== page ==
Saturday, March 23, 2013

Christ and Him Crucified

During this season leading up to Easter, I am preaching a series of messages I am calling "Christ and Him Crucified," drawing from the Apostle Paul's statement in 1 Corinthians, "I determined to know nothing among you except Jesus Christ and Him crucified." The first message from this series (March 10, 2013),  "Jesus Christ and Him Crucified" from 1 Cor 1:17-2:2, can be heard here. 

Monday, March 18, 2013

Academic Credibility and Biblical Faithfulness

Since the advent of "social media," I have not often posted typical blog articles here. Primarily, this blog is a repository of my sermon manuscripts. Most of what I have to say can be expressed in 140 characters or less, so I often post thoughts on Twitter (@russreaves) or on Facebook (which is a more "private" environment for those whom I know well). But, occasionally I stumble across something that 140 characters can't handle, and which I want to share with a wider audience than my facebook friends, so on rare occasions, I return here to post a lengthier reflection on something, as I am doing today.

A number of years ago, in my undergraduate studies, I had a professor who I am privileged to call a mentor and friend, who expressed something in class one night that I considered to be "outside the bounds" of biblical orthodoxy. When I pressed in on the matter and questioned his statement, providing biblical support for my own position, his response was more honest and candid than I expected. He said, "You know, as much as I would like to believe that, I'm afraid that if I claimed openly to hold that position, I would have no academic credibility." I have never forgotten that statement. That night in class, I became convinced that if I ever had to sacrifice biblical faithfulness to gain academic credibility, I would be in a losing game. Probably that night of class, more than any other singular incident, changed the direction of my "career trajectory." Up until that time, it was my passionate desire to continue my education through doctoral studies and become a professor. That night, I realized that the best place for me to be was likely in the pulpit of a local church, where academic credibility is less of a concern, and where biblical faithfulness is the standard of excellence.

This morning, I began reading Alister McGrath's new biography of C. S. Lewis. Most Christians know C. S. Lewis as the brilliant Christian mind behind such works as Mere Christianity and the sanctified imagination behind The Lion, The Witch, and The Wardrobe and The Screwtape Letters. What some Christians do not know, but many in the wider world do know, about C. S. Lewis is that he was a brilliant English Literature scholar who had attained greatness in that field. I did most of my "elective" research in seminary on the life and works of C. S. Lewis, and so there aren't many facts about his life that I haven't encountered somewhere along the way. This morning, I ran across a surprising tidbit of information. McGrath writes: "From 1942 onwards, Lewis struggled to maintain his academic credibility in the light of his more popular works, above all his lighthearted musings on the diabolical world of Screwtape."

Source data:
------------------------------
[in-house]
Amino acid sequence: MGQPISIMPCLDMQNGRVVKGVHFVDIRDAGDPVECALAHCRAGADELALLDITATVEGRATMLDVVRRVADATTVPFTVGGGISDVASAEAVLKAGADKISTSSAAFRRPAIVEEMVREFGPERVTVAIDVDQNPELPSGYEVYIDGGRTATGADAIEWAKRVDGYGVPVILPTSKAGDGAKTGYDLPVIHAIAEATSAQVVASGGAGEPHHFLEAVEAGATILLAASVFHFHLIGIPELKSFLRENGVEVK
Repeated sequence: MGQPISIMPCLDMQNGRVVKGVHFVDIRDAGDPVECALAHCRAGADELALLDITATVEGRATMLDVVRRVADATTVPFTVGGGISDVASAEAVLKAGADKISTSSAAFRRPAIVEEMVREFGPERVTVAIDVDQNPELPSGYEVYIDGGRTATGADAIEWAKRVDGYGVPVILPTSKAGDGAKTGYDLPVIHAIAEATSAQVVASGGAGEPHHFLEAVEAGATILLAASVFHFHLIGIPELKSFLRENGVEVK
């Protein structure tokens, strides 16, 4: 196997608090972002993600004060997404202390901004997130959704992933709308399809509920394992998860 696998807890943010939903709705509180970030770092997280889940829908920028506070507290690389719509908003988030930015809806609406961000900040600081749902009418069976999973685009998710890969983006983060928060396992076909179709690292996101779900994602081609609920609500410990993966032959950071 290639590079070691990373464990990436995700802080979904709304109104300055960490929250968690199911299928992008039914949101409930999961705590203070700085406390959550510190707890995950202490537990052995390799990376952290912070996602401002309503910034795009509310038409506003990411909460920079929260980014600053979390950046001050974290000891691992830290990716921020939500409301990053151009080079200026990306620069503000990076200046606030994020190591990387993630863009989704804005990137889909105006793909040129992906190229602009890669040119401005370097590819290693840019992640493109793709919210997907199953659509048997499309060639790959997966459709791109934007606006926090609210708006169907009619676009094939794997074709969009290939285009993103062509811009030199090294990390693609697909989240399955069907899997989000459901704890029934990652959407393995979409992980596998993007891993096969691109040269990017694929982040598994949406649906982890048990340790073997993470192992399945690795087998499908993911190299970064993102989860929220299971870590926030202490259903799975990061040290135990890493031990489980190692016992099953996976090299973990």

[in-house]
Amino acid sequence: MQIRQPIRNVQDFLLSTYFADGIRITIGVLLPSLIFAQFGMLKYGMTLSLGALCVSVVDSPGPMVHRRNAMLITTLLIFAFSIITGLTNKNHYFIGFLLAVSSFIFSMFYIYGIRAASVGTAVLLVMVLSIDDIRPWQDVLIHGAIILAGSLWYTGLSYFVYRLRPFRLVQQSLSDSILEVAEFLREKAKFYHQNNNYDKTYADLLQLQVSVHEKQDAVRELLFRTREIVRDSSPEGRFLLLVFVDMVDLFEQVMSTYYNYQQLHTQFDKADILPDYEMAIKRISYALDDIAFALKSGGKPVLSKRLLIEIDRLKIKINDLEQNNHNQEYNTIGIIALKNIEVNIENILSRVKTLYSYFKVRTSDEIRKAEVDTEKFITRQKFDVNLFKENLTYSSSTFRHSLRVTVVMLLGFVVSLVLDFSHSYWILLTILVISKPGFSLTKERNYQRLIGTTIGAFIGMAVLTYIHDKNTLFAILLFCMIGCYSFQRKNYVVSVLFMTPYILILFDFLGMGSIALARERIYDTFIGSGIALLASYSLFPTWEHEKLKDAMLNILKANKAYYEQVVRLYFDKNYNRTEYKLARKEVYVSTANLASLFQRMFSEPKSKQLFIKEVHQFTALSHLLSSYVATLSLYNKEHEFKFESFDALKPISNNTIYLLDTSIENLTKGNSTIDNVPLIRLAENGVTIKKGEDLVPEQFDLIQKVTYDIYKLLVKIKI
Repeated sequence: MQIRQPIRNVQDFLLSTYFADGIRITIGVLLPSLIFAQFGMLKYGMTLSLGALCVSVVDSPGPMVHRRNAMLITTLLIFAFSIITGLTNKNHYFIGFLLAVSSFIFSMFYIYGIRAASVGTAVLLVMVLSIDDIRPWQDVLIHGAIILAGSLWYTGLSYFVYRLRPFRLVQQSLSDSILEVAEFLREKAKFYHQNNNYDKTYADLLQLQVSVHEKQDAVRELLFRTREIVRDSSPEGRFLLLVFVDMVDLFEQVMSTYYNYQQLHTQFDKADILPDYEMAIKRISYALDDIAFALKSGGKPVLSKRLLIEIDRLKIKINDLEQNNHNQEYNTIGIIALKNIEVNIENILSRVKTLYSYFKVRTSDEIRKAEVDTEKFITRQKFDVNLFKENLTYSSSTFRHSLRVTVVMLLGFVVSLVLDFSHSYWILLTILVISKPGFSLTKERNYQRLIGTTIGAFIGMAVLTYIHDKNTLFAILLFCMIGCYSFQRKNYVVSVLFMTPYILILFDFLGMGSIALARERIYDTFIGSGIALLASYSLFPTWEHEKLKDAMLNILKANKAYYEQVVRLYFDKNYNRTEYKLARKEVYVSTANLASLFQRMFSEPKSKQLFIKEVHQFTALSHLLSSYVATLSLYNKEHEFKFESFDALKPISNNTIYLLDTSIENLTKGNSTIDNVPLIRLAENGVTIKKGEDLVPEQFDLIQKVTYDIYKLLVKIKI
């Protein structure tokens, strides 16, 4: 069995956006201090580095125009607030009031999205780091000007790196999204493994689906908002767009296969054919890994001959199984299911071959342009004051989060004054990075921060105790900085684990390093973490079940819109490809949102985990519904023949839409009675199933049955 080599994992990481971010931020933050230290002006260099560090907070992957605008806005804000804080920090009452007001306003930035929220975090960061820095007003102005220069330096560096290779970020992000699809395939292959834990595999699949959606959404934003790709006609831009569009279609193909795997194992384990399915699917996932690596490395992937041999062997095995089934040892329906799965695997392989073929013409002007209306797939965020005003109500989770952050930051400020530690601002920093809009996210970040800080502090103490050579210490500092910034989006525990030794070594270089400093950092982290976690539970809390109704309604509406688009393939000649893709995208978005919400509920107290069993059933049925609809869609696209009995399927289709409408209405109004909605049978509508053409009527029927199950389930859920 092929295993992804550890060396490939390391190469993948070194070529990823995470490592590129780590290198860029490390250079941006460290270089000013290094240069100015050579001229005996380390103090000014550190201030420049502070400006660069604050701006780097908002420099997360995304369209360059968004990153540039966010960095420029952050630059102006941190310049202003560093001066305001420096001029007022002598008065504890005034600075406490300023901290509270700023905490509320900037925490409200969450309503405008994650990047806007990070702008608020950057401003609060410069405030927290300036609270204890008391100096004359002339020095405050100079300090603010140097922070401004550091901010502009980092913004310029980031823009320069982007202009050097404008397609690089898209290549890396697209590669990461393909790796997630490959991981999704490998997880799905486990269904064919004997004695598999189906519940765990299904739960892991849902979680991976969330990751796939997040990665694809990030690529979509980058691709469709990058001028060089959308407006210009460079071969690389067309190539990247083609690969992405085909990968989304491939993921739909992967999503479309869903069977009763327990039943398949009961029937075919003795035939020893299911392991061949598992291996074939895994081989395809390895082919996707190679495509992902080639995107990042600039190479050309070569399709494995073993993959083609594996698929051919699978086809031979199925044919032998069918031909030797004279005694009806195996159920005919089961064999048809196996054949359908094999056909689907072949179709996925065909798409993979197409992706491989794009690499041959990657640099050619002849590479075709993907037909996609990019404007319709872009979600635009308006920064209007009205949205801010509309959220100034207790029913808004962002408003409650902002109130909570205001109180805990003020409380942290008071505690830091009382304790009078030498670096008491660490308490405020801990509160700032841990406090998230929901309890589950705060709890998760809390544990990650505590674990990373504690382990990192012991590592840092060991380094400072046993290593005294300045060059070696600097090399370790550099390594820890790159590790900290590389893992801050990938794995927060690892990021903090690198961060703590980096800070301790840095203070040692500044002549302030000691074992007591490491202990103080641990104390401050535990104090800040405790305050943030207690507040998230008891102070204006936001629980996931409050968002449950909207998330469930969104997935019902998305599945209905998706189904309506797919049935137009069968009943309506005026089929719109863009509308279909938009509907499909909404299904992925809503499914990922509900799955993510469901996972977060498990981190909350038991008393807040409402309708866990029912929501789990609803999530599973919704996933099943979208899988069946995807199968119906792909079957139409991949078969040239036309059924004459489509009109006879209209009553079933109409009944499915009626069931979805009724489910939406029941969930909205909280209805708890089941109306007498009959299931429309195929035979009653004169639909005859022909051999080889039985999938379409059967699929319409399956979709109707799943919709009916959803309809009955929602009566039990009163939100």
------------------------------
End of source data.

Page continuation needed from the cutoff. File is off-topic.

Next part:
Immediately, I had a mental flashback to that evening in class when my professor/mentor/friend said, "You know, as much as I would like to believe that, I'm afraid that if I claimed openly to hold that position, I would have no academic credibility." I think about the number of people who have come to know Christ as a result of Mere Christianity. I think about how Lewis's writings, The Abolition of Man, The Problem of Pain, The Weight of Glory, Screwtape Letters (not to mention The Chronicles of Narnia), and other lesser known writings of Lewis, have spurred me on in my Christian pilgrimage. I think about how Lewis's "meme" of Sehnsucht (the sense of longing for a "Something" that nothing in this world can satisfy) has opened my understanding to almost every human desire I have ever experienced. And as I think about these things, I am so glad that a stellar academic genius chose to sacrifice his academic credibility in exchange for biblical faithfulness.

Jesus said, "Truly I say to you, there is no one who has left house or brothers or sisters or mother or father or children or farms, for My sake and for the gospel’s sake, but that he will receive a hundred times as much now in the present age, houses and brothers and sisters and mothers and children and farms, along with persecutions; and in the age to come, eternal life." (Mark 10:29-30). If the Lord Jesus has promised such a reward to those who forsake such "great" things in life as these, how much more will He compensate those who forsake such fleeting things as "academic credibility"? And surely, outside of the realm of academics, there are a plethora of other occasions in which we are faced daily with the choice to sacrifice our biblical convictions for the esteem of the world. C. S. Lewis shows us by the trajectory of his life and work that the sacrifice is worthwhile to abandon pursuit of the things this world prizes, and cling all the more to Jesus and to the truth of His Word.